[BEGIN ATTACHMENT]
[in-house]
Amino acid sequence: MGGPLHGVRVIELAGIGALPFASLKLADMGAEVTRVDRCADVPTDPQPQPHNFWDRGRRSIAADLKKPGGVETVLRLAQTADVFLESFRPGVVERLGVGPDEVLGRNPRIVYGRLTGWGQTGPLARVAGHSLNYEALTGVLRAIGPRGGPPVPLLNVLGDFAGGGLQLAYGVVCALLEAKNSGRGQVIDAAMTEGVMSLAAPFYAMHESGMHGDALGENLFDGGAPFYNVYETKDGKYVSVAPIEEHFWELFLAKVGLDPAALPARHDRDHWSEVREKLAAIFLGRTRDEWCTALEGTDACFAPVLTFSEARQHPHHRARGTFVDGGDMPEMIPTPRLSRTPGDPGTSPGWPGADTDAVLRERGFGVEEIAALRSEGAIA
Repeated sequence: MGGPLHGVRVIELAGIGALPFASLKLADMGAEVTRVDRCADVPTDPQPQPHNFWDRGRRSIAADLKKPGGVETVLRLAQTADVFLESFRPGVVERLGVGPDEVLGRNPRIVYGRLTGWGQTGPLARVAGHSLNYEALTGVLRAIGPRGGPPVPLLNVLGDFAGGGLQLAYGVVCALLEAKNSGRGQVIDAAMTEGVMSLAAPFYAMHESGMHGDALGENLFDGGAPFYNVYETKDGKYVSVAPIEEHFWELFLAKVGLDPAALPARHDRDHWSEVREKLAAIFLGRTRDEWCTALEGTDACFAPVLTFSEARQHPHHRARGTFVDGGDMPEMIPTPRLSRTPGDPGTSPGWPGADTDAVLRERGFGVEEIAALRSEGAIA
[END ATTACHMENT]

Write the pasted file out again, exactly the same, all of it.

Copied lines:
[in-house]
Amino acid sequence: MGGPLHGVRVIELAGIGALPFASLKLADMGAEVTRVDRCADVPTDPQPQPHNFWDRGRRSIAADLKKPGGVETVLRLAQTADVFLESFRPGVVERLGVGPDEVLGRNPRIVYGRLTGWGQTGPLARVAGHSLNYEALTGVLRAIGPRGGPPVPLLNVLGDFAGGGLQLAYGVVCALLEAKNSGRGQVIDAAMTEGVMSLAAPFYAMHESGMHGDALGENLFDGGAPFYNVYETKDGKYVSVAPIEEHFWELFLAKVGLDPAALPARHDRDHWSEVREKLAAIFLGRTRDEWCTALEGTDACFAPVLTFSEARQHPHHRARGTFVDGGDMPEMIPTPRLSRTPGDPGTSPGWPGADTDAVLRERGFGVEEIAALRSEGAIA
Repeated sequence: MGGPLHGVRVIELAGIGALPFASLKLADMGAEVTRVDRCADVPTDPQPQPHNFWDRGRRSIAADLKKPGGVETVLRLAQTADVFLESFRPGVVERLGVGPDEVLGRNPRIVYGRLTGWGQTGPLARVAGHSLNYEALTGVLRAIGPRGGPPVPLLNVLGDFAGGGLQLAYGVVCALLEAKNSGRGQVIDAAMTEGVMSLAAPFYAMHESGMHGDALGENLFDGGAPFYNVYETKDGKYVSVAPIEEHFWELFLAKVGLDPAALPARHDRDHWSEVREKLAAIFLGRTRDEWCTALEGTDACFAPVLTFSEARQHPHHRARGTFVDGGDMPEMIPTPRLSRTPGDPGTSPGWPGADTDAVLRERGFGVEEIAALRSEGAIA